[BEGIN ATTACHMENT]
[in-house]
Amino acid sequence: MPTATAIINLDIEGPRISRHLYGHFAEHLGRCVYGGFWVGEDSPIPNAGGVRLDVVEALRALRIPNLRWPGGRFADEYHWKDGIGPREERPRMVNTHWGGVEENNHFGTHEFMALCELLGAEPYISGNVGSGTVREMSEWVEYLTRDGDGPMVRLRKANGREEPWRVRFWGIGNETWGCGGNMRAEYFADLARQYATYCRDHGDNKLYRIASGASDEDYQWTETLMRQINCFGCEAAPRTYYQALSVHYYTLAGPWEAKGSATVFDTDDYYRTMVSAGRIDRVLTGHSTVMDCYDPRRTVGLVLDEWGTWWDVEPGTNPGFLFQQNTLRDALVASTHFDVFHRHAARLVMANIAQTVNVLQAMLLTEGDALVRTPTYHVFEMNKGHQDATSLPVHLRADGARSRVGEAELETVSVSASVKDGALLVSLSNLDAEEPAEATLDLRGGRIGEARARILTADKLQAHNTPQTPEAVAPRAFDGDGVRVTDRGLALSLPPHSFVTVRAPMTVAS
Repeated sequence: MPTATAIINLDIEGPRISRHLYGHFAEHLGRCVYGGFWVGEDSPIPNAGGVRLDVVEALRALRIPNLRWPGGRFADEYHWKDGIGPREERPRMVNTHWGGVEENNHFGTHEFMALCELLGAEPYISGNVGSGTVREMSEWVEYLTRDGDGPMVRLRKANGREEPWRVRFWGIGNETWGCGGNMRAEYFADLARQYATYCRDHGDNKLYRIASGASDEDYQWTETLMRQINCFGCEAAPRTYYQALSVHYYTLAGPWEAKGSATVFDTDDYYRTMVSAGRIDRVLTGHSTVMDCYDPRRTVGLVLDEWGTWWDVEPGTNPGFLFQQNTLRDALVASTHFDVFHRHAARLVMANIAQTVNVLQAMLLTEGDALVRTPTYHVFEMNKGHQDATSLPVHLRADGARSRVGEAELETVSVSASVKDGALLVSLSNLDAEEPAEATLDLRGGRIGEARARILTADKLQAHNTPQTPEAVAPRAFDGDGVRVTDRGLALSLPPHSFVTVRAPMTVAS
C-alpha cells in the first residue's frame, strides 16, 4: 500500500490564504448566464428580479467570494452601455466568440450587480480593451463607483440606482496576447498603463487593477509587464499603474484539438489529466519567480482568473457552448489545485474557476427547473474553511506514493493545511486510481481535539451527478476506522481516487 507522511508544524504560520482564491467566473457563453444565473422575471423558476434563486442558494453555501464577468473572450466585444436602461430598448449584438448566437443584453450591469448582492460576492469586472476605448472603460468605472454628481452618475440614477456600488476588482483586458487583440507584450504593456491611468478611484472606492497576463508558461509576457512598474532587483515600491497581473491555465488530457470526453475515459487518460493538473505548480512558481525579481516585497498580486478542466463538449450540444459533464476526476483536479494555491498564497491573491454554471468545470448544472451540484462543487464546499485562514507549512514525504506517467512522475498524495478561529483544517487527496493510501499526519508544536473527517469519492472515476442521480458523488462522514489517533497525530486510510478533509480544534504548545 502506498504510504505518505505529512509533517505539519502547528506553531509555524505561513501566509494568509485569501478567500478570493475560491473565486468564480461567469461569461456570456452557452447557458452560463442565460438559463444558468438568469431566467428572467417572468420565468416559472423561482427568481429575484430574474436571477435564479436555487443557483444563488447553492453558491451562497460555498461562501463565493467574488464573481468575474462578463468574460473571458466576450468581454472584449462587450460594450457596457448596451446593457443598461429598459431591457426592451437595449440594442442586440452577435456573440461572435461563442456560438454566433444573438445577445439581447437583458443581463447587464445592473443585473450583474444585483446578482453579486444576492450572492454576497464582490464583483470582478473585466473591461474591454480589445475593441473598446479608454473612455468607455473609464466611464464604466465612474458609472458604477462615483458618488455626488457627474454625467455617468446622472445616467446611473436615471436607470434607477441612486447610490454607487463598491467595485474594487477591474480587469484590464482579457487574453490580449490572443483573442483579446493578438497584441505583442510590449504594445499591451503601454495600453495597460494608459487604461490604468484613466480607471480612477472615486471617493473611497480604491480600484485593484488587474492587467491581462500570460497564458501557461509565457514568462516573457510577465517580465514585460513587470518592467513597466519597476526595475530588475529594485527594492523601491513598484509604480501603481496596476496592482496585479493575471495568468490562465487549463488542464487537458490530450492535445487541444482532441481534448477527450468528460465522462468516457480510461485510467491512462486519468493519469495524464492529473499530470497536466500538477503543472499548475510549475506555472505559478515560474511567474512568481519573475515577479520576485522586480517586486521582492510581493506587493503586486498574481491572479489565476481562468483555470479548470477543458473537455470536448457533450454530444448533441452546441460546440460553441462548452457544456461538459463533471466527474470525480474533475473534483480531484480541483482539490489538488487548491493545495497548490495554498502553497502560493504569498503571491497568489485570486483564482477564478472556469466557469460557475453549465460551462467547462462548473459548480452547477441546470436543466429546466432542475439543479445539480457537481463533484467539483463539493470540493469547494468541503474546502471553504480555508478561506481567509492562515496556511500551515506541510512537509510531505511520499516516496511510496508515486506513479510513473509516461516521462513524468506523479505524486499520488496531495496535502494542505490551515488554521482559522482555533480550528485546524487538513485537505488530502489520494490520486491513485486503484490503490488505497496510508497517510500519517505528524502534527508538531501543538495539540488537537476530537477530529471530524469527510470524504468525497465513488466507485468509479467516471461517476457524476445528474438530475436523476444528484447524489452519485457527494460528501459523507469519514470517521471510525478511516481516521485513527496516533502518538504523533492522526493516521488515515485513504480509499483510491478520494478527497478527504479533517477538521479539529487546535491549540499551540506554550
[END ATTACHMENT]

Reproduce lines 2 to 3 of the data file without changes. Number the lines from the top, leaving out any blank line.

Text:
Amino acid sequence: MPTATAIINLDIEGPRISRHLYGHFAEHLGRCVYGGFWVGEDSPIPNAGGVRLDVVEALRALRIPNLRWPGGRFADEYHWKDGIGPREERPRMVNTHWGGVEENNHFGTHEFMALCELLGAEPYISGNVGSGTVREMSEWVEYLTRDGDGPMVRLRKANGREEPWRVRFWGIGNETWGCGGNMRAEYFADLARQYATYCRDHGDNKLYRIASGASDEDYQWTETLMRQINCFGCEAAPRTYYQALSVHYYTLAGPWEAKGSATVFDTDDYYRTMVSAGRIDRVLTGHSTVMDCYDPRRTVGLVLDEWGTWWDVEPGTNPGFLFQQNTLRDALVASTHFDVFHRHAARLVMANIAQTVNVLQAMLLTEGDALVRTPTYHVFEMNKGHQDATSLPVHLRADGARSRVGEAELETVSVSASVKDGALLVSLSNLDAEEPAEATLDLRGGRIGEARARILTADKLQAHNTPQTPEAVAPRAFDGDGVRVTDRGLALSLPPHSFVTVRAPMTVAS
Repeated sequence: MPTATAIINLDIEGPRISRHLYGHFAEHLGRCVYGGFWVGEDSPIPNAGGVRLDVVEALRALRIPNLRWPGGRFADEYHWKDGIGPREERPRMVNTHWGGVEENNHFGTHEFMALCELLGAEPYISGNVGSGTVREMSEWVEYLTRDGDGPMVRLRKANGREEPWRVRFWGIGNETWGCGGNMRAEYFADLARQYATYCRDHGDNKLYRIASGASDEDYQWTETLMRQINCFGCEAAPRTYYQALSVHYYTLAGPWEAKGSATVFDTDDYYRTMVSAGRIDRVLTGHSTVMDCYDPRRTVGLVLDEWGTWWDVEPGTNPGFLFQQNTLRDALVASTHFDVFHRHAARLVMANIAQTVNVLQAMLLTEGDALVRTPTYHVFEMNKGHQDATSLPVHLRADGARSRVGEAELETVSVSASVKDGALLVSLSNLDAEEPAEATLDLRGGRIGEARARILTADKLQAHNTPQTPEAVAPRAFDGDGVRVTDRGLALSLPPHSFVTVRAPMTVAS